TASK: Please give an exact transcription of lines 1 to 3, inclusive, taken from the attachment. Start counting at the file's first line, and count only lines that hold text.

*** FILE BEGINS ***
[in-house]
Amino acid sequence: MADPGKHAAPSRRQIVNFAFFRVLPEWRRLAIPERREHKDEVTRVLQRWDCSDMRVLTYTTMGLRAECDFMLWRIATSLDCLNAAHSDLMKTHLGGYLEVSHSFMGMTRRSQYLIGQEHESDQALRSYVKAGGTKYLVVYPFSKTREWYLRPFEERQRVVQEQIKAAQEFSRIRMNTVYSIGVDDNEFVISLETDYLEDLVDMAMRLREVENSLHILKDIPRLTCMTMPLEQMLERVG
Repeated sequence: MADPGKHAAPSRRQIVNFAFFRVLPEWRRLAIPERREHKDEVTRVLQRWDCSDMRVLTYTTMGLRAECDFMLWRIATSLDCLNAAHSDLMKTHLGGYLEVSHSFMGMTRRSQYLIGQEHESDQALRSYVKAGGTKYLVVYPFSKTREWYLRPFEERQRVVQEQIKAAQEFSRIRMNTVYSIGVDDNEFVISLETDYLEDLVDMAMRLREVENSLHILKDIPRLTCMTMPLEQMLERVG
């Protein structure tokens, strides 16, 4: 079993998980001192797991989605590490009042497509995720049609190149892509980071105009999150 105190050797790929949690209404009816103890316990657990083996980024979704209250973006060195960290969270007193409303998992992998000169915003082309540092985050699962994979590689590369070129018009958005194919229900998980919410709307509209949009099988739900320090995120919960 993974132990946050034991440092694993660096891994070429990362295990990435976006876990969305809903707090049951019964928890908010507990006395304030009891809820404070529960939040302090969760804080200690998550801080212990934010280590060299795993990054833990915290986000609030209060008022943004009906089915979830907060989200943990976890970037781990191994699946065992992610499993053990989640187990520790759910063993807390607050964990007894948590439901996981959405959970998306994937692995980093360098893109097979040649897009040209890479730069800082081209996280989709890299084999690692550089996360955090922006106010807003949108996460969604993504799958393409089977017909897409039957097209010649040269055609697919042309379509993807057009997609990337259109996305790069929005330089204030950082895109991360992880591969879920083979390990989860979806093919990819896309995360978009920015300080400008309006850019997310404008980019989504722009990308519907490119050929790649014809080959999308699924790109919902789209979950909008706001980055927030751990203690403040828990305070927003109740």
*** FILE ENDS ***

[in-house]
Amino acid sequence: MADPGKHAAPSRRQIVNFAFFRVLPEWRRLAIPERREHKDEVTRVLQRWDCSDMRVLTYTTMGLRAECDFMLWRIATSLDCLNAAHSDLMKTHLGGYLEVSHSFMGMTRRSQYLIGQEHESDQALRSYVKAGGTKYLVVYPFSKTREWYLRPFEERQRVVQEQIKAAQEFSRIRMNTVYSIGVDDNEFVISLETDYLEDLVDMAMRLREVENSLHILKDIPRLTCMTMPLEQMLERVG
Repeated sequence: MADPGKHAAPSRRQIVNFAFFRVLPEWRRLAIPERREHKDEVTRVLQRWDCSDMRVLTYTTMGLRAECDFMLWRIATSLDCLNAAHSDLMKTHLGGYLEVSHSFMGMTRRSQYLIGQEHESDQALRSYVKAGGTKYLVVYPFSKTREWYLRPFEERQRVVQEQIKAAQEFSRIRMNTVYSIGVDDNEFVISLETDYLEDLVDMAMRLREVENSLHILKDIPRLTCMTMPLEQMLERVG